As these changes have brushed up against reality, there has been more political backlash against net zero targets. There have been concerns that the cost of transition will fall to an already hard-pressed consumer, while there are inevitably worries over where wind or solar farms will be located and the disruption they may cause to people’s homes or the natural environment.
However, most of these issues are short-term, and there is still a lot supporting the sector. Most importantly, the problems of climate change remain as pressing as ever. The UN predicts that greenhouse gas emissions will rise 9% by 2030 from 2010 levels****. While this is marginally better than last year’s assessment, it remains significantly below the 45% drop required to limit global warming to the 1.5 degrees laid out in the 2015 Paris Climate Change Agreement****.
There is significant investment around the world. The US Inflation Reduction Act (IRA) ear-marked $282bn for renewable energy projects^, while Europe’s ‘Fit for 55’ makes similar commitments. Craig says: “The US Inflation Reduction Act represents the single largest investment in clean energy in US history”. Even the UK government, which has backed away from some climate targets, reinstated its objective to attract “record levels of investment in renewable energy sources” in the recent King’s speech.
Craig has sought to lean into these spending commitments through holdings such as First Solar: “It is uniquely positioned to benefit from both tax credits in the Inflation Reduction Act that support the domestic manufacture of renewables in the US, and from legislation designed to avoid exposure to the issues with China mentioned above. Some analysts suggest First Solar could potentially be the biggest beneficiary of the IRA.”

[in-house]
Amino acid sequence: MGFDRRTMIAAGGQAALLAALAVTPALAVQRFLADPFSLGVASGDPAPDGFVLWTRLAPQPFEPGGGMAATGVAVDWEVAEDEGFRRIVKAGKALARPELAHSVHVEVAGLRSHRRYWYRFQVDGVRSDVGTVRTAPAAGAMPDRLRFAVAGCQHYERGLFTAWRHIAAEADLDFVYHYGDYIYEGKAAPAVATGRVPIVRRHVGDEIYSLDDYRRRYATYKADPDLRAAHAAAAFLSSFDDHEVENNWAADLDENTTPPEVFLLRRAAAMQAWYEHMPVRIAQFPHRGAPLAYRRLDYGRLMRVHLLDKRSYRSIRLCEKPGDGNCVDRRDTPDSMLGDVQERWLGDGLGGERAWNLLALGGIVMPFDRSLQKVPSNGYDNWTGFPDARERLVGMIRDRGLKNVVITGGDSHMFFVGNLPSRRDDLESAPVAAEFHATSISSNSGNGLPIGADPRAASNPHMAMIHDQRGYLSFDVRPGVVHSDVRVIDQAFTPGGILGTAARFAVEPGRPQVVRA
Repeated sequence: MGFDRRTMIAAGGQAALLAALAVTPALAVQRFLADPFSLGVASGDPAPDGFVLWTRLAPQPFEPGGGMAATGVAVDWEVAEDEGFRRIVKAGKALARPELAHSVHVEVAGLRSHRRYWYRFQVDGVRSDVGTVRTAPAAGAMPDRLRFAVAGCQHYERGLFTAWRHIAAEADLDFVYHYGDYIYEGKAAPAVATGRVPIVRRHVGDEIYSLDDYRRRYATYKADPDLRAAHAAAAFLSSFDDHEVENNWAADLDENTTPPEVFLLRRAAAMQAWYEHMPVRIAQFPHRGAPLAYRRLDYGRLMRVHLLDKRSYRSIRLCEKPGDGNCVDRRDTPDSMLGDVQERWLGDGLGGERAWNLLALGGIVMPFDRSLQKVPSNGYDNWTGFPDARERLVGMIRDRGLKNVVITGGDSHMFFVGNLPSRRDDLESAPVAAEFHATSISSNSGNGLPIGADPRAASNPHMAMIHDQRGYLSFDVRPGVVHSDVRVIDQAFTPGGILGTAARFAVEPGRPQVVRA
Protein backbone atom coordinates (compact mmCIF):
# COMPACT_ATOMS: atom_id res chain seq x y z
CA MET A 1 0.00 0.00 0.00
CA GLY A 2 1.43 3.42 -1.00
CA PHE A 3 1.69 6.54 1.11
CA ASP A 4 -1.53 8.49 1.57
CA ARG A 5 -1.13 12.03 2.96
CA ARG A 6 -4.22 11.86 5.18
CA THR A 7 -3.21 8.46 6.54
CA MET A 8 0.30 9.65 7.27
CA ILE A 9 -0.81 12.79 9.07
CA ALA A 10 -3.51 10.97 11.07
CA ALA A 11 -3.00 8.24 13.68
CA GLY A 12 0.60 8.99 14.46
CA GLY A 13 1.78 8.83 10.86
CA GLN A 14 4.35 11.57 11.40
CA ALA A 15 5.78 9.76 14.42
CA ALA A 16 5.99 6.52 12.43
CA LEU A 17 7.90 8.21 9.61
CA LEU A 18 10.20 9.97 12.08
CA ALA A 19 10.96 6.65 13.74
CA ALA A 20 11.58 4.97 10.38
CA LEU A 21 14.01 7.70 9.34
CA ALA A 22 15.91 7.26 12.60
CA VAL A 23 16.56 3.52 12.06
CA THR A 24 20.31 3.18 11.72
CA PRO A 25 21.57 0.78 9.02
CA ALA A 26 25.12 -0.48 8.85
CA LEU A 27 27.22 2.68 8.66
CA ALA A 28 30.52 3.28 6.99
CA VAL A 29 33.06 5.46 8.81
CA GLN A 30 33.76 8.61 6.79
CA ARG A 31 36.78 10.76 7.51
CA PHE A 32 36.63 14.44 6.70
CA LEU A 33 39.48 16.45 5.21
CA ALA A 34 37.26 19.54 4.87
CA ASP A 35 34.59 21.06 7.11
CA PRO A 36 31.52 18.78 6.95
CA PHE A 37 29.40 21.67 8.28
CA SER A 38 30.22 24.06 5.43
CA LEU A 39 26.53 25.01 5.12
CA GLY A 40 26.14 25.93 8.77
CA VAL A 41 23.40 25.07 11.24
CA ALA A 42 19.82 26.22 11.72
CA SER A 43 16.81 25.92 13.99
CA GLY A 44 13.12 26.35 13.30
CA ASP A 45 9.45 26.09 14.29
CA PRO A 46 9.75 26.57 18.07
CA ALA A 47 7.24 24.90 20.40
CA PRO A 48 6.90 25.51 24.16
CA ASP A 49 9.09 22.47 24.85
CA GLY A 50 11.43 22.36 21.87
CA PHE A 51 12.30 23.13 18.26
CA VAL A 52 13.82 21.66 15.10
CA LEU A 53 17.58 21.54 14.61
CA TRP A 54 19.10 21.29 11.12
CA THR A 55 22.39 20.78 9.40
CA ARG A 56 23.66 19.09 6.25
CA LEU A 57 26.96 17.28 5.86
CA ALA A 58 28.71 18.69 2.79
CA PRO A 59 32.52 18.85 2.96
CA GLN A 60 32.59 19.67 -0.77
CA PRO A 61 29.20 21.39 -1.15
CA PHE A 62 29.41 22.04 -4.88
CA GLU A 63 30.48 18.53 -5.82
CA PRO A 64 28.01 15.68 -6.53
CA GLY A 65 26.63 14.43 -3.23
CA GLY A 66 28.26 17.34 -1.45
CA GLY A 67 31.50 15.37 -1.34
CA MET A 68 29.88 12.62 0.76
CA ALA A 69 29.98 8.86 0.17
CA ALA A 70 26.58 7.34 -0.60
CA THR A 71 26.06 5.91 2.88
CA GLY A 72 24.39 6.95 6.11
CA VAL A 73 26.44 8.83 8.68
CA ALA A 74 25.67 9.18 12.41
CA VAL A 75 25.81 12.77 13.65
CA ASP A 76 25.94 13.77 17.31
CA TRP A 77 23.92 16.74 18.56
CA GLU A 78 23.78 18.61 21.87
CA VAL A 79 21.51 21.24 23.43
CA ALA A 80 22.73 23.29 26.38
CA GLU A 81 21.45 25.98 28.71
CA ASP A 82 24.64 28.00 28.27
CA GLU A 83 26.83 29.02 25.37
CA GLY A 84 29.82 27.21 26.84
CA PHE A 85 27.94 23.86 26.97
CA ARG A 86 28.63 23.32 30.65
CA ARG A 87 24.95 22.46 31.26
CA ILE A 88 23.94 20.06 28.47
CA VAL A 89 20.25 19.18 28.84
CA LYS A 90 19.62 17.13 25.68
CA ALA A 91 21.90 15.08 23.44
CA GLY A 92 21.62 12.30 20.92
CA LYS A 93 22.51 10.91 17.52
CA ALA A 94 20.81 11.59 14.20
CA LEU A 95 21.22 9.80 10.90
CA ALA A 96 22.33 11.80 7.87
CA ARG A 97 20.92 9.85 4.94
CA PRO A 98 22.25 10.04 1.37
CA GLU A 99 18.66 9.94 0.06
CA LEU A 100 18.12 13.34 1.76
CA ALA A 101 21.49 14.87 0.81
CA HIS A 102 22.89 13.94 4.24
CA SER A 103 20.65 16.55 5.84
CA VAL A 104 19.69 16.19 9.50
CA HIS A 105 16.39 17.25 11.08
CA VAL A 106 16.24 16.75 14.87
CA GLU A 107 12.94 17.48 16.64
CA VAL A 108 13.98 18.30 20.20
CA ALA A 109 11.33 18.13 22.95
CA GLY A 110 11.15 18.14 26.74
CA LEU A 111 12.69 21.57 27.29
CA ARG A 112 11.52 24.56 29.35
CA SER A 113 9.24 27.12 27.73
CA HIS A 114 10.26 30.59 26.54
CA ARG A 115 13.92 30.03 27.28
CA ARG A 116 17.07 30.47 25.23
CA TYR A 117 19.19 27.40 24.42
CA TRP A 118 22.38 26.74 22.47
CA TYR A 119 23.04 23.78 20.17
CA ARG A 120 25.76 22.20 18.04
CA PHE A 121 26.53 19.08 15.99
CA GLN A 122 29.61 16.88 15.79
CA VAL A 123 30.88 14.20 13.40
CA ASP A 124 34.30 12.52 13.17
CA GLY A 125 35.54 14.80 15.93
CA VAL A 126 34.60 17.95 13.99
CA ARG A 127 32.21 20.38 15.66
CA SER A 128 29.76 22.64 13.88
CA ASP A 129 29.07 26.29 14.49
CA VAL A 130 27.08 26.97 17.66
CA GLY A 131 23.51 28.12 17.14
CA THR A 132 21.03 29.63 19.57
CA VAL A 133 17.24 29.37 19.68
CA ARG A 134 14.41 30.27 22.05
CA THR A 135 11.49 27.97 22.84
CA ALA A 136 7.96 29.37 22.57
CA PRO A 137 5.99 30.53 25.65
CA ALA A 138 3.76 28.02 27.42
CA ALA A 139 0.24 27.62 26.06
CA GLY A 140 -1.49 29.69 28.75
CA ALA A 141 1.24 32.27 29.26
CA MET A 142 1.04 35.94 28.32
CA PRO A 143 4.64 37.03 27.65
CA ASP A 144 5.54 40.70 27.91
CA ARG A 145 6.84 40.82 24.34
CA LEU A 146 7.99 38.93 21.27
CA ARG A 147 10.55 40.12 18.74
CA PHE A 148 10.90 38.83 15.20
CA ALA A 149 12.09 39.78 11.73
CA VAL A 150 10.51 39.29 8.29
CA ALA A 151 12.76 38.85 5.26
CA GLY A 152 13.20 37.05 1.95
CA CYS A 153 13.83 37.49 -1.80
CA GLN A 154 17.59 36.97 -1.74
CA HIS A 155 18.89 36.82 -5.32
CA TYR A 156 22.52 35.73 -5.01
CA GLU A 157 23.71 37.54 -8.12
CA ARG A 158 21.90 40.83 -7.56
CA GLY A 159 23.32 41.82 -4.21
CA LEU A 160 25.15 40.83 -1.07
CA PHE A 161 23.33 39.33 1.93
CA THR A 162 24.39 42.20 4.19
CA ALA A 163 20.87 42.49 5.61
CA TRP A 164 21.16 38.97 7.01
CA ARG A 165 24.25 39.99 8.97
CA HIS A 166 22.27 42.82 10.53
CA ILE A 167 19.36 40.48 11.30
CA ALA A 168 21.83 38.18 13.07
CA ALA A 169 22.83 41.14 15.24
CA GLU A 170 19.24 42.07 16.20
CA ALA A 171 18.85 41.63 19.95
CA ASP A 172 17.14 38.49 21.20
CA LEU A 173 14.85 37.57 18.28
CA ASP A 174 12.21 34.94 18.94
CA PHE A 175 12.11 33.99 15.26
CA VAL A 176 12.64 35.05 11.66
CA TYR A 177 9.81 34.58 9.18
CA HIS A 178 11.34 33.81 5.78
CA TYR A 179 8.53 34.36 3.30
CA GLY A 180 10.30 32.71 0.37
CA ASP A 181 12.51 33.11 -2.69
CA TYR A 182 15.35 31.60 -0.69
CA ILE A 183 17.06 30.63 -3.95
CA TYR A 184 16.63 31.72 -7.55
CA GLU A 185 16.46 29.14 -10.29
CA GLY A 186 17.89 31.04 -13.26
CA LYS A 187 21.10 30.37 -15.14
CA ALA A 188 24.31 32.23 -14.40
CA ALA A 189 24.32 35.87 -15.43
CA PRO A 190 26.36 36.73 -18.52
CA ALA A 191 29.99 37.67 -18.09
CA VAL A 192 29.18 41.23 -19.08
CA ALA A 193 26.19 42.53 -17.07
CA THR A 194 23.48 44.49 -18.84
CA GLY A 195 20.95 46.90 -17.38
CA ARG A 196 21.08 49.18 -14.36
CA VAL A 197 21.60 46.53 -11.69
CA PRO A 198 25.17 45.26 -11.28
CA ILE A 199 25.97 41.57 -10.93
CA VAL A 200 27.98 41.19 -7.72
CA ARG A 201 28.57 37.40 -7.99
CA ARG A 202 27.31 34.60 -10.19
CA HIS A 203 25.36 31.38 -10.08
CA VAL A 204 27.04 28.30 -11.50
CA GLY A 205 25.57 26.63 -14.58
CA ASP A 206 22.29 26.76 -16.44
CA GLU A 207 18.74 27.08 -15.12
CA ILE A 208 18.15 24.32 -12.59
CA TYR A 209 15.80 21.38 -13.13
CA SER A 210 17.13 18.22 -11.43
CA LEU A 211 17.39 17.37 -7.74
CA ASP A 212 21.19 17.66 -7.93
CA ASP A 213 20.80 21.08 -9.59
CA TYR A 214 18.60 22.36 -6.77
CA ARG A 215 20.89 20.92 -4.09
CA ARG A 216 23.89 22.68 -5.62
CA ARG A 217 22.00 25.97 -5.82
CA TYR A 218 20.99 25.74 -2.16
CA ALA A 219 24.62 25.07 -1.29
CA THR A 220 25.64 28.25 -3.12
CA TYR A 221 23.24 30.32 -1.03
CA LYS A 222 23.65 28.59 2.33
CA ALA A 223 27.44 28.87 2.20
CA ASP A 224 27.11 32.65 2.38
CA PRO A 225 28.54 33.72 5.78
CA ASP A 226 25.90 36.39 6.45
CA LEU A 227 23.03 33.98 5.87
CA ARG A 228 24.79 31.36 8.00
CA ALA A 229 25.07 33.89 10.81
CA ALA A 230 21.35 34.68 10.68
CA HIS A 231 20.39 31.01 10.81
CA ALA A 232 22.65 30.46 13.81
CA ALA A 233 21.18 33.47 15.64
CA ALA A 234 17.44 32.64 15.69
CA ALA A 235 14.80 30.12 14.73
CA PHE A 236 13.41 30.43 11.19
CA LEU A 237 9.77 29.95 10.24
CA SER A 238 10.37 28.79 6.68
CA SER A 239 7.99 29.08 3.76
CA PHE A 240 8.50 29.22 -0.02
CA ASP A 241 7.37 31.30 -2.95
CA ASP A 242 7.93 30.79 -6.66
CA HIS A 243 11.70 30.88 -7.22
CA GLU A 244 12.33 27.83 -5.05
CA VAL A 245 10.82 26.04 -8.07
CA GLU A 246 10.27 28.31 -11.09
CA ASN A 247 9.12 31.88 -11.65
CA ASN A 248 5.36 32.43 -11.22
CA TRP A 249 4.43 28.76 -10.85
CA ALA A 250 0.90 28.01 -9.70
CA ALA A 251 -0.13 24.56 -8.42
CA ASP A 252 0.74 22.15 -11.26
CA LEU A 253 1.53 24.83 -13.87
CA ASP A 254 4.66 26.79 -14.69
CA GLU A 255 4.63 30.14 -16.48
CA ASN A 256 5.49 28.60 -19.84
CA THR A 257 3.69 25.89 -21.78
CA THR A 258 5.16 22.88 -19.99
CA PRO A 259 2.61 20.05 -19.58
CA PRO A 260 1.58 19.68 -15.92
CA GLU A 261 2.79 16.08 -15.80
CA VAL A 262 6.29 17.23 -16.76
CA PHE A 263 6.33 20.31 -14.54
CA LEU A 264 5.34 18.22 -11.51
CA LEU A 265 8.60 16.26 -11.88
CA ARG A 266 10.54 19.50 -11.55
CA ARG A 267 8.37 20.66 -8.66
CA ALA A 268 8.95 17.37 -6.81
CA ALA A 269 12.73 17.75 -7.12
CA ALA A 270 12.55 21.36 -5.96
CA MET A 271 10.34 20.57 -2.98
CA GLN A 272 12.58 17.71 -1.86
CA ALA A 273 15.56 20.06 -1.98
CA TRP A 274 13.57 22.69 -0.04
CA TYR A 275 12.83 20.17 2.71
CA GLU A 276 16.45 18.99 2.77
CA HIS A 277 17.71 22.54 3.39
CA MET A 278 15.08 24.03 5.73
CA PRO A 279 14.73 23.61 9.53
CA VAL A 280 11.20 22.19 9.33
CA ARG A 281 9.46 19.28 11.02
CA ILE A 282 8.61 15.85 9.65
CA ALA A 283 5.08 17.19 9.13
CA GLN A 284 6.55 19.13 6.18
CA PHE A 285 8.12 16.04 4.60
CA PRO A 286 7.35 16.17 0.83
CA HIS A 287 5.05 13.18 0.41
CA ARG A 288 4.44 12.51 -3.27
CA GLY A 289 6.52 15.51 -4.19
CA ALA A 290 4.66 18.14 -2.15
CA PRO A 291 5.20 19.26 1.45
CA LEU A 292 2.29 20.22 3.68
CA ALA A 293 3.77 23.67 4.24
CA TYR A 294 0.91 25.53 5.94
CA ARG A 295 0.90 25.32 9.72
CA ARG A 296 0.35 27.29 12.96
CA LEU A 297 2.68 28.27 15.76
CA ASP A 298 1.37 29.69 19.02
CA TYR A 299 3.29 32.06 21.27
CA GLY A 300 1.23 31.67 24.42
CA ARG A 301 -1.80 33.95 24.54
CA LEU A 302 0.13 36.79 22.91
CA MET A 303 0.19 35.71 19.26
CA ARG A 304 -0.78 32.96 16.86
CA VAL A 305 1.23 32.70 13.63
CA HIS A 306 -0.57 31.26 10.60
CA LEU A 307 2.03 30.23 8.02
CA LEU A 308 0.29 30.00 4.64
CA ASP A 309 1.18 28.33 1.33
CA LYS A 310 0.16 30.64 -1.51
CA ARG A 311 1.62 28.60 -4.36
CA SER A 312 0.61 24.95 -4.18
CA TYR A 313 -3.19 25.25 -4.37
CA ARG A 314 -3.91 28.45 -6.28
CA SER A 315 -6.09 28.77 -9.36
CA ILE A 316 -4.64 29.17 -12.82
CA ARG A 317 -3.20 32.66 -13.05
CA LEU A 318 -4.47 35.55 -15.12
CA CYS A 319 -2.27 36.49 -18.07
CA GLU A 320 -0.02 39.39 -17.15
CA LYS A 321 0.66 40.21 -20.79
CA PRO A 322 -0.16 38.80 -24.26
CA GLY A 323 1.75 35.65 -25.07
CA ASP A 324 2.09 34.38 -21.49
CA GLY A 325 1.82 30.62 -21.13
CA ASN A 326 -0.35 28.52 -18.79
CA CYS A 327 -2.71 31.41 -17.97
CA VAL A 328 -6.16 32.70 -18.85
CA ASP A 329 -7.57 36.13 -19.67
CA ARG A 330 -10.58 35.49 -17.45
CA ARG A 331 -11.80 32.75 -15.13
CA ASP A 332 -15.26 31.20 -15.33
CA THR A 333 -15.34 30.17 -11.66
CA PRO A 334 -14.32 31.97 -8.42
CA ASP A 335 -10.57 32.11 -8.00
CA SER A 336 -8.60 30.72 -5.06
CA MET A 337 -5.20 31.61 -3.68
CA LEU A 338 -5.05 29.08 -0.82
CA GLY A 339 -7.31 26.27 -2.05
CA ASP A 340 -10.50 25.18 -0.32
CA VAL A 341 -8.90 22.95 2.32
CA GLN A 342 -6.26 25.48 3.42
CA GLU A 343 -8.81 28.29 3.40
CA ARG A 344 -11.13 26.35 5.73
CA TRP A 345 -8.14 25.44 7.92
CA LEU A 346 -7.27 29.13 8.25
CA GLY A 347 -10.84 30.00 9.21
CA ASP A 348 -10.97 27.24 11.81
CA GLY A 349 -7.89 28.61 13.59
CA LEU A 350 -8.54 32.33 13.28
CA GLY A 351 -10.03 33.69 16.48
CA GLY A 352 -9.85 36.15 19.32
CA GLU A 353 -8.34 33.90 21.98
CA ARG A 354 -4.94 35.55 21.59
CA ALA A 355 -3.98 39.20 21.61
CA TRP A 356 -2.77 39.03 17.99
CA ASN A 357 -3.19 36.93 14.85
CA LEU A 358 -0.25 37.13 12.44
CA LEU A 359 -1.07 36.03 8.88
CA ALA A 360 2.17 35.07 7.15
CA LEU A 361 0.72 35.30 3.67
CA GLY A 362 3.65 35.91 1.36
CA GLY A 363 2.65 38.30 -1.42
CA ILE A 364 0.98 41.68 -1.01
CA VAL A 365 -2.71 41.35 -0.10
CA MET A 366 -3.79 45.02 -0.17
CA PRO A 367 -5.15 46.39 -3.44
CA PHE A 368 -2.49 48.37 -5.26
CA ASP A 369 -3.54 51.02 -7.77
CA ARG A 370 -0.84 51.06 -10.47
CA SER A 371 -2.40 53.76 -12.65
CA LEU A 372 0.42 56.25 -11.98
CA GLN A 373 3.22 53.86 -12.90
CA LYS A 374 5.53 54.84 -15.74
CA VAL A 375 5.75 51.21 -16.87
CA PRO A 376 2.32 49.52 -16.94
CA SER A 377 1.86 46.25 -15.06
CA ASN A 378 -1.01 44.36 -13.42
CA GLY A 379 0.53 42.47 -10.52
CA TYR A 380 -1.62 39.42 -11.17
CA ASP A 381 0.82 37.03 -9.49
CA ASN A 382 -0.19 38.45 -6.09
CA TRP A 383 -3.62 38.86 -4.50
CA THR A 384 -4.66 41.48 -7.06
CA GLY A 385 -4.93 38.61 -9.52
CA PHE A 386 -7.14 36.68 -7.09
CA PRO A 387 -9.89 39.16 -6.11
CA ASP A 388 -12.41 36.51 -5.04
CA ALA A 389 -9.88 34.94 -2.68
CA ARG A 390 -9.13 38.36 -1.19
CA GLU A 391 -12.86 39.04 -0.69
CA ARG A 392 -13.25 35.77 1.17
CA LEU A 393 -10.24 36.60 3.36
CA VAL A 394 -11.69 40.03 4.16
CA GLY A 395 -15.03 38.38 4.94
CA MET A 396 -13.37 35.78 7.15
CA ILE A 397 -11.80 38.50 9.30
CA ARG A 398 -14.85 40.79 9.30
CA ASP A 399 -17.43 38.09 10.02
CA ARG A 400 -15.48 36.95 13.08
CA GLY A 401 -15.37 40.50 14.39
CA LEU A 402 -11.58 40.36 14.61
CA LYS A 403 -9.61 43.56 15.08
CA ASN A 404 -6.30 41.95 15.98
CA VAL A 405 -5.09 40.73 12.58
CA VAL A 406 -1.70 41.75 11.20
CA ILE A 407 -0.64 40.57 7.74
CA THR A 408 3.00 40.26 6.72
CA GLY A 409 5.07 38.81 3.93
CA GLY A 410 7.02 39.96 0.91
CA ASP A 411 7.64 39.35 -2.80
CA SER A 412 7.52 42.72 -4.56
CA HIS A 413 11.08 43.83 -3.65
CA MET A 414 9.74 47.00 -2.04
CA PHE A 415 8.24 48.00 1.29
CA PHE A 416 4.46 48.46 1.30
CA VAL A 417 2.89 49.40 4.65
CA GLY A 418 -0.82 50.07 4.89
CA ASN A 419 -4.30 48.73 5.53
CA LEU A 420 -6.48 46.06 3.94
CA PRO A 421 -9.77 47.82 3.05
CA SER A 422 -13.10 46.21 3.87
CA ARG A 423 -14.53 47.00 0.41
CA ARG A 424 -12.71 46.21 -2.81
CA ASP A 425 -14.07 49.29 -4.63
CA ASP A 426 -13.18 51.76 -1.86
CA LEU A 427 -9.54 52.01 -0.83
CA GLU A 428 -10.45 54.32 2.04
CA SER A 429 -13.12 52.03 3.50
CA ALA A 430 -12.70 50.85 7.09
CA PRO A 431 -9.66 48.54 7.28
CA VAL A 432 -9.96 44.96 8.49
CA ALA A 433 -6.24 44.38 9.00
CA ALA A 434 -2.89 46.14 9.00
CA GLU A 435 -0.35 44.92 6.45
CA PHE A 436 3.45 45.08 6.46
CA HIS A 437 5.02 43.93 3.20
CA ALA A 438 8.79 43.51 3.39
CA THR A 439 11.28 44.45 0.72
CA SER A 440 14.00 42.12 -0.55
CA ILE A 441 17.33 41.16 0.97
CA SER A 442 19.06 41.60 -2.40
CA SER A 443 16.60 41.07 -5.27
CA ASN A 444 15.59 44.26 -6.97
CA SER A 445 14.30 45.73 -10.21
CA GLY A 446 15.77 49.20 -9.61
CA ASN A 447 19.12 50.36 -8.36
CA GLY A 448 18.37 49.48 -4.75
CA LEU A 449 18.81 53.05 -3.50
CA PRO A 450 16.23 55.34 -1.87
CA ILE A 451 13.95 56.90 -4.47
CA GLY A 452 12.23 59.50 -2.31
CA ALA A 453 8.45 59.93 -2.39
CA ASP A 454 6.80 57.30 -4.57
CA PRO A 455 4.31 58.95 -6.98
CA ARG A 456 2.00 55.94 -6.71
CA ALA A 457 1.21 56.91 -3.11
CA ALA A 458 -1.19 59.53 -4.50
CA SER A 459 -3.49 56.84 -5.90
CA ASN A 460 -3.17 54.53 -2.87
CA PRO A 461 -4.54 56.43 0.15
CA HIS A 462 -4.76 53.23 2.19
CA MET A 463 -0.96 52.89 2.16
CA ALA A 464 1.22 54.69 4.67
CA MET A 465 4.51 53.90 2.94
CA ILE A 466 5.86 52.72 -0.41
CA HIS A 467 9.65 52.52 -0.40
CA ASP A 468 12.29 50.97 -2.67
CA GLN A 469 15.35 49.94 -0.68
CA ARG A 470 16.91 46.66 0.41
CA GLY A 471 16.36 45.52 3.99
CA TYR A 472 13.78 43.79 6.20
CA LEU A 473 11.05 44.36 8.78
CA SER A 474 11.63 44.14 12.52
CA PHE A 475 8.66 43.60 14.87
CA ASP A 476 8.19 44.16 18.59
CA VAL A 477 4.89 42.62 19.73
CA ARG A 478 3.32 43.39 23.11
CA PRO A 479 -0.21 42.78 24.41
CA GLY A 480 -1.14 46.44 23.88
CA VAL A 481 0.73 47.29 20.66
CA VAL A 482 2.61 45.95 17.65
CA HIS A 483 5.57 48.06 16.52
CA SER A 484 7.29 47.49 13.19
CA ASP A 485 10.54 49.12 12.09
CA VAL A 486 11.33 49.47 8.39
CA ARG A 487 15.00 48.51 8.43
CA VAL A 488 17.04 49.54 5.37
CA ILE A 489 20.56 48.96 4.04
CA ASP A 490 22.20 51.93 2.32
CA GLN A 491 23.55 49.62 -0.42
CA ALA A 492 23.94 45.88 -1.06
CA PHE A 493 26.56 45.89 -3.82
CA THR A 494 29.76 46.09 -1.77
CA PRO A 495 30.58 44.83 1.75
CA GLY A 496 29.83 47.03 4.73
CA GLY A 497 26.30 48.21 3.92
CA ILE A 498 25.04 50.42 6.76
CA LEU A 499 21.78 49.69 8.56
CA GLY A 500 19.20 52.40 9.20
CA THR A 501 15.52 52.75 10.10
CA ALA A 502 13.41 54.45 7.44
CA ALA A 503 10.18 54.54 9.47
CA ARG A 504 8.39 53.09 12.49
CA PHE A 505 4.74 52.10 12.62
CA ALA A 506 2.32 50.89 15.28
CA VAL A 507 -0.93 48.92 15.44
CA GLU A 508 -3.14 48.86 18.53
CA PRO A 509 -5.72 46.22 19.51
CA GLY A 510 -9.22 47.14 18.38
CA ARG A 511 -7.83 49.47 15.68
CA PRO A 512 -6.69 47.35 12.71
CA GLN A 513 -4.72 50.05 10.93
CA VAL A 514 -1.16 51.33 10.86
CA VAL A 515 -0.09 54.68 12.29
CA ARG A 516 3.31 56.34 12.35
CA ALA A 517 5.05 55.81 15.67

Russia’s attack on Ukraine in 2022 continues to galvanise policymakers into action on renewable energy adoption. Europe proved particularly vulnerable, given its historic reliance on Russian fossil fuels. A mild winter helped it avoid an energy crisis last year, but there are no guarantees that it will be able to repeat the same trick this year.
Even without the Russia crisis, fossil fuels are often sourced from unstable and unfriendly nations, and there is significant price volatility. The oil price, for example, moved from below $70 a barrel in the summer to over $90 in September^^.
The costs of doing nothing are getting higher. Regulation is getting tougher, and disclosure requirements are increasing. Companies are increasingly scrutinising their supply chains to look at embedded emissions. Companies that are not tackling their environmental footprint are facing a higher cost of capital according to research at Cazenove Capital from Schroders. This is likely to weigh on their share prices and should encourage them to take action.